Risk Factors

  • Smoking
  • Diabetes
  • Overweight (a body mass index over 30)
  • Blood pressure is too high.
  • High levels of cholesterol

Increasing age, particularly after the age of 65 or after the age of 50 if you have atherosclerosis risk factors. A history of peripheral artery disease, heart disease, or stroke in the family. Homocysteine levels are high, which is an amino acid that helps your body create protein and build and maintain tissue. People who smoke or have diabetes are more likely to develop peripheral artery disease owing to decreased blood flow.


If your peripheral artery disease is caused by plaque accumulation in your blood arteries, the following are the risk of developing:

Critical Limb Ischemia- This disorder begins with open wounds that do not heal, an injury, or an infection in your feet or legs. When injuries or infections continue and cause tissue death, critical limb ischemia ensues, potentially necessitating amputation of the afflicted limb.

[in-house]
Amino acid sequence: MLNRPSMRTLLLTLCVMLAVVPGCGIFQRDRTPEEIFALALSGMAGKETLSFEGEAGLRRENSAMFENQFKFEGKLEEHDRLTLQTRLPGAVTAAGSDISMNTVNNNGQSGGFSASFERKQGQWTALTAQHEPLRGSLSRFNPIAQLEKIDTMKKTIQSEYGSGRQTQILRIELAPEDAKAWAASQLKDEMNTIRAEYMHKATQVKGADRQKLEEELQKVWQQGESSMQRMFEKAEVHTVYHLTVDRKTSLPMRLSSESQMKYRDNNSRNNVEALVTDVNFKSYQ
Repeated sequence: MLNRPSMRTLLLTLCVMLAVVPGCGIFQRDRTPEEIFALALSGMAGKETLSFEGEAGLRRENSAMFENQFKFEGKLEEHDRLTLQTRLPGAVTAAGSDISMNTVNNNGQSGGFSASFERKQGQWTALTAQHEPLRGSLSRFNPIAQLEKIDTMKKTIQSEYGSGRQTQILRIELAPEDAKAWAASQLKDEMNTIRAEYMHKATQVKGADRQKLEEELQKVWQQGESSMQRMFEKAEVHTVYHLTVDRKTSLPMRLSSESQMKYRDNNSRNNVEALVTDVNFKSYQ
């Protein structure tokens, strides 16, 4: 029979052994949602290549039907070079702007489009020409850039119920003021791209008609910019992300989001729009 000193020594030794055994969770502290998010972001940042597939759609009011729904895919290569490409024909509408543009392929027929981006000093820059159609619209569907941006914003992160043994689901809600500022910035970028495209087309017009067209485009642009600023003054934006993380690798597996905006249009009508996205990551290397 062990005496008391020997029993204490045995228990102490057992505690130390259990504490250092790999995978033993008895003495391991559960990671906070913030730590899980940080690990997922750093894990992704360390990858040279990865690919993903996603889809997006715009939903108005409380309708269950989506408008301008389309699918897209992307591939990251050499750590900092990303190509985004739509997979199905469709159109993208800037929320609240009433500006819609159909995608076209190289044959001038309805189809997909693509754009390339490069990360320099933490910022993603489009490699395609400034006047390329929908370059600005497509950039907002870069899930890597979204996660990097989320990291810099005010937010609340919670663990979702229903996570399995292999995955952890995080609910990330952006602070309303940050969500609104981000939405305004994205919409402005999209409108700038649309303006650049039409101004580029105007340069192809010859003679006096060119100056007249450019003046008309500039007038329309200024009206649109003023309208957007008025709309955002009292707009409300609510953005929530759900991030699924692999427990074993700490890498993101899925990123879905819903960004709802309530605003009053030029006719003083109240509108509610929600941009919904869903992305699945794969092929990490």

A Stroke & Heart Attack- Atherosclerosis that produces the symptoms of peripheral arterial disease is not restricted to your legs. Fat deposits can also form in the arteries that provide blood to your heart and brain.

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Frequently Asked Questions

1. What are the typical symptoms of peripheral arterial disease?

The symptoms are - leg pain, numbness, weakness, cramps in the thighs legs, etc.

2. What is the most common cause of peripheral artery disease?

The narrowing or blockage of the veins that convey blood from the heart to the legs is known as a peripheral arterial disease (PAD) in the legs or lower extremities. It is largely caused by the accumulation of fatty plaque in the arteries, a condition known as atherosclerosis.

3. What organs does Peripheral artery disease affect?

PAD most often affects the arteries in the legs, but it can also damage the arteries that transport blood from your heart to your brain, arms, kidneys, and stomach. PAD, like blocked arteries in the heart, increases the chance of having a heart attack, stroke, or possibly dying.